Points Above Replacement (PAR)

The Points Above Replacement (PAR) statistic is modeled after baseball’s Wins Above Replacement (WAR) stats, and is calculated to have similar properties.  Thus, each player is assigned a PAR value that estimates that player’s contributions to his team’s league point total.  The PAR stats are not meant to be predictive, or forecast future performance, but are instead of an evaluation of the player’s contribution to league performance so far.

The model is based on widely available player data that considers players’ game actions and performance, playing time, positions and their influence on the team’s points.  The performance measure is a calculation created based on widely-available consolidated performance measures, and adjusted to fit the purposes of the PAR. Depending on the league and season, the model accounts for 73% to 88% of the variability in league points. Thus, while it does not match results perfectly, it does rather well, and can serve as a useful starting point for discussions.

Each player’s score is then compared to a hypothetical “replacement” player.  As with the WAR, the replacement player is set at a level that could be procured with relatively little cost to the team.  An “average” player is likely getting playing time for a competitor, and would have significant transaction costs.  In baseball, the goal is to set the replacement player at a level of a fringe player, one of the last couple to make the team, or a minor league player likely to be called up.

For the purposes of the PAR, each league’s “replacement” player is set at the representative level of the bottom three teams.  For example, in the English Premier League, the bottom three teams have averaged 31.8 points since 1995.  As a result, the EPL replacement player is set at the performance level required to expect 31.8 points (or .83 pts/game for partial seasons). Another way of stating it, if a team was filled with only with the hypothetical “replacement players”, the model would predict the team would earn 31.8 points.

Some key attributes of the PAR:

  • A player’s position has a large impact on the PAR, and the calculation can only handle one position description.  Thus, a midfielder with a PAR of +1.2, may get a +2.0 if they were a forward.  Because “actual” playing position may change from game to game, or even within a game, no efforts were made to adjust a player’s position description. Thus, some hard-to-describe players may justifiably take issue with their result.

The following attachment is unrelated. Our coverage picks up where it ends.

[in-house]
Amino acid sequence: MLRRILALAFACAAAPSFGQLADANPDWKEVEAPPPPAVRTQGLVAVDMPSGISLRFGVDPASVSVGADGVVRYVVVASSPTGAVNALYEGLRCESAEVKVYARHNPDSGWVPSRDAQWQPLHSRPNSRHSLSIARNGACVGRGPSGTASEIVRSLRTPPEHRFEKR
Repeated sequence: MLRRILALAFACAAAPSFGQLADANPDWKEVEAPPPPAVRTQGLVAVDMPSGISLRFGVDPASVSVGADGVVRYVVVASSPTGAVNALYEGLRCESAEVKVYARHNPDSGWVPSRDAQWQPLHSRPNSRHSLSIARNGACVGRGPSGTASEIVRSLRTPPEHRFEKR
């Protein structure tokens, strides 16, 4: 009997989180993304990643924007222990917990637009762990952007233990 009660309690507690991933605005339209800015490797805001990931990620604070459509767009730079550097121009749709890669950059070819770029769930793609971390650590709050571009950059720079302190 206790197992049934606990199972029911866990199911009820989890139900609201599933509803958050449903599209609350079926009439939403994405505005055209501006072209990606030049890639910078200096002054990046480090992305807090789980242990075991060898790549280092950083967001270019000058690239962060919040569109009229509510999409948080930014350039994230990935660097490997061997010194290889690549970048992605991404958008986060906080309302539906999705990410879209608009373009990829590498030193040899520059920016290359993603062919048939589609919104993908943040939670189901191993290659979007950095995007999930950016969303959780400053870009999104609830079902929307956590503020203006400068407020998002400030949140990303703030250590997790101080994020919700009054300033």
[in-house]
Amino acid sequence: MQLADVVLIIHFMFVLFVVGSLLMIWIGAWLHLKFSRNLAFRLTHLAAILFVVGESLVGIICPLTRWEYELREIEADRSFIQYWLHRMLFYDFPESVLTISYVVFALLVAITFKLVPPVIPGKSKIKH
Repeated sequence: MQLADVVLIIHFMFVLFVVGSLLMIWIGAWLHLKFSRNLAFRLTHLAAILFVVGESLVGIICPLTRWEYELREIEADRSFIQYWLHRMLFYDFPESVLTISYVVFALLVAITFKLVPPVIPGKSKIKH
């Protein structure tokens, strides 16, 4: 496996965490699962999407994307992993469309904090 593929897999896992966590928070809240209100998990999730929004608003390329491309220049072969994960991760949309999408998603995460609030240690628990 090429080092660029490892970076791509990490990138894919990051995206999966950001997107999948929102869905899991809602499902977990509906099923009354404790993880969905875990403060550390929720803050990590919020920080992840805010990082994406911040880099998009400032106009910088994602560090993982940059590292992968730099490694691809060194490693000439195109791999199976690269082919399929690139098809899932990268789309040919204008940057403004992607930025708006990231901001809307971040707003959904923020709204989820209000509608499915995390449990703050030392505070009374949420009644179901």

• Further, the default score is 0.  A player with no time on the field cannot help (or hurt) a team, and is not considered to have any influence on the league table.
  • Similarly, playing time matters on the PAR. A great player with two games on the field may not affect the table standings as much as a player who makes a smaller contribution every game.  And the PAR also reflects the ability to get on the field.  Thus, only those players with lots of playing time can earn the highest, or the lowest, PAR scores.  For related reasons, only those players with 500 league minutes are included in the PAR table.  Players with less time typically have PAR values below 1.
  • While the process for creating the statistic is the same for each league, the actual coefficient values are specific to the particular league, year and team.  Thus, one cannot assume that a player (at their reported performance level) would achieve the same PAR in a different league, team or year.  But instead, the PAR reflects their value in the given league campaign.
  • Finally, as with the WAR, adding the PAR scores for a team should equal the team’s points above and beyond the “replacement” level, although this won’t be an exact match.  And each player’s PAR shows how much they are helping the team get above what a typical, relegated team might earn.

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